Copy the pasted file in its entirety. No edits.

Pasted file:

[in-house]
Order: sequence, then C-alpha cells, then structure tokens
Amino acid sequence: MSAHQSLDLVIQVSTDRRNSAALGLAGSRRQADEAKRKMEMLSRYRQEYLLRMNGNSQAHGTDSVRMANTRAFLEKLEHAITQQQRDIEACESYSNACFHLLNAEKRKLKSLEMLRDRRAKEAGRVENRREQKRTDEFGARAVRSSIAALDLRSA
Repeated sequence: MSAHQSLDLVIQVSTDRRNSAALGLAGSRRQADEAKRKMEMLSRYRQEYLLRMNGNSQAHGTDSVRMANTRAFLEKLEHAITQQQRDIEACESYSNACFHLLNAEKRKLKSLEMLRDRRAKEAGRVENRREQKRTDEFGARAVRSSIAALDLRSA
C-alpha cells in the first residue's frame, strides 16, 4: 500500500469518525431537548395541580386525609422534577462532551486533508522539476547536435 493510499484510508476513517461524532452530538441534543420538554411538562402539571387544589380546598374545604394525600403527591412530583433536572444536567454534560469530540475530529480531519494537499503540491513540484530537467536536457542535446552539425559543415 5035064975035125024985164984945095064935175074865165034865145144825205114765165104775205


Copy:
[in-house]
Order: sequence, then C-alpha cells, then structure tokens
Amino acid sequence: MSAHQSLDLVIQVSTDRRNSAALGLAGSRRQADEAKRKMEMLSRYRQEYLLRMNGNSQAHGTDSVRMANTRAFLEKLEHAITQQQRDIEACESYSNACFHLLNAEKRKLKSLEMLRDRRAKEAGRVENRREQKRTDEFGARAVRSSIAALDLRSA
Repeated sequence: MSAHQSLDLVIQVSTDRRNSAALGLAGSRRQADEAKRKMEMLSRYRQEYLLRMNGNSQAHGTDSVRMANTRAFLEKLEHAITQQQRDIEACESYSNACFHLLNAEKRKLKSLEMLRDRRAKEAGRVENRREQKRTDEFGARAVRSSIAALDLRSA
C-alpha cells in the first residue's frame, strides 16, 4: 500500500469518525431537548395541580386525609422534577462532551486533508522539476547536435 493510499484510508476513517461524532452530538441534543420538554411538562402539571387544589380546598374545604394525600403527591412530583433536572444536567454534560469530540475530529480531519494537499503540491513540484530537467536536457542535446552539425559543415 5035064975035125024985164984945095064935175074865165034865145144825205114765165104775205